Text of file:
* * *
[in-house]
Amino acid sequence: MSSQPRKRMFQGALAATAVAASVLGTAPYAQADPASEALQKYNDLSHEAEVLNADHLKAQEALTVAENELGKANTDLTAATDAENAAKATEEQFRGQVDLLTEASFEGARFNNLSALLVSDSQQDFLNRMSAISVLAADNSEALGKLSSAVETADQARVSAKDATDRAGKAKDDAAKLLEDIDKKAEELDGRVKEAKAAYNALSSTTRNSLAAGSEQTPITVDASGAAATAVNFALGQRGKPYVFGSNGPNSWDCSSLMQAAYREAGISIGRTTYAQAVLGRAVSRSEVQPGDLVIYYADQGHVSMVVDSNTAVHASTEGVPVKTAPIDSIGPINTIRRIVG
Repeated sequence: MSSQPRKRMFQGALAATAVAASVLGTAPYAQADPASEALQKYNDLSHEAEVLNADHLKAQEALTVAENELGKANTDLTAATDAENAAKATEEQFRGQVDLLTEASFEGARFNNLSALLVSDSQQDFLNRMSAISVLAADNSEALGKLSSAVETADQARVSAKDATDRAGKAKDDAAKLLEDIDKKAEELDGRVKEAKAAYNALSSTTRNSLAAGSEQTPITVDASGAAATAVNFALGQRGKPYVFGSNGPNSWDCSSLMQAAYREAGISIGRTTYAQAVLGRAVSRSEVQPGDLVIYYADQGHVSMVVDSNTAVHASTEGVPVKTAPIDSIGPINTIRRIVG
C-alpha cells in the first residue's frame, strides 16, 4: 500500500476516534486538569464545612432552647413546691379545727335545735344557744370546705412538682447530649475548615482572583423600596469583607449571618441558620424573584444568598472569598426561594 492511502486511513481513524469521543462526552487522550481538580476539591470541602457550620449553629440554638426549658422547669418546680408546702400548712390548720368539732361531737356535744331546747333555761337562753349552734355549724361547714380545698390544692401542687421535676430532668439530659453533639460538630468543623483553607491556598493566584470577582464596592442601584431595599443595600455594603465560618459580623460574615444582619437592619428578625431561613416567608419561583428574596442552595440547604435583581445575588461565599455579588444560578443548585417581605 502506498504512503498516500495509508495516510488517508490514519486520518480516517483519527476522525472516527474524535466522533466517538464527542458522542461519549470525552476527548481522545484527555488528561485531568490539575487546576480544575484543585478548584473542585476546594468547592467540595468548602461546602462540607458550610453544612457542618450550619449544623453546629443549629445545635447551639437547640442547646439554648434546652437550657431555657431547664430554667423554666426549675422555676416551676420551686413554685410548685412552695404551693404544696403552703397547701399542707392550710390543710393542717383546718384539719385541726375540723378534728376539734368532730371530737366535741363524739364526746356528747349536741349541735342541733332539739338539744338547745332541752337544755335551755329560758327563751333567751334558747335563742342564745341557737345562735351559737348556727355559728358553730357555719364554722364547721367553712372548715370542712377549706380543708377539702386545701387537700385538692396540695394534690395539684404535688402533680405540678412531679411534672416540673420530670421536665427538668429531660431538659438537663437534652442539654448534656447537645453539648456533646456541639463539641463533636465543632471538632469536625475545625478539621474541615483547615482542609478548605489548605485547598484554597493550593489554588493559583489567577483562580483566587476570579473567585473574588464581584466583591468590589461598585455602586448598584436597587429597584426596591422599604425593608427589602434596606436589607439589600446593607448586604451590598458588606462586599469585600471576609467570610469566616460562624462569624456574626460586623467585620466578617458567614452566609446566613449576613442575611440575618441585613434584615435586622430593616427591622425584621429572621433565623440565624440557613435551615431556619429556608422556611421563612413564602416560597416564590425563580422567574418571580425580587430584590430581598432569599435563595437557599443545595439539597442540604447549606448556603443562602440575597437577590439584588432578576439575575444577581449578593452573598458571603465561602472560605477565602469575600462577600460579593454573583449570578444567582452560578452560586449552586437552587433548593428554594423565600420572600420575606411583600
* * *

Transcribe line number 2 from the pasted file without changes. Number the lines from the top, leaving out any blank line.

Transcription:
Amino acid sequence: MSSQPRKRMFQGALAATAVAASVLGTAPYAQADPASEALQKYNDLSHEAEVLNADHLKAQEALTVAENELGKANTDLTAATDAENAAKATEEQFRGQVDLLTEASFEGARFNNLSALLVSDSQQDFLNRMSAISVLAADNSEALGKLSSAVETADQARVSAKDATDRAGKAKDDAAKLLEDIDKKAEELDGRVKEAKAAYNALSSTTRNSLAAGSEQTPITVDASGAAATAVNFALGQRGKPYVFGSNGPNSWDCSSLMQAAYREAGISIGRTTYAQAVLGRAVSRSEVQPGDLVIYYADQGHVSMVVDSNTAVHASTEGVPVKTAPIDSIGPINTIRRIVG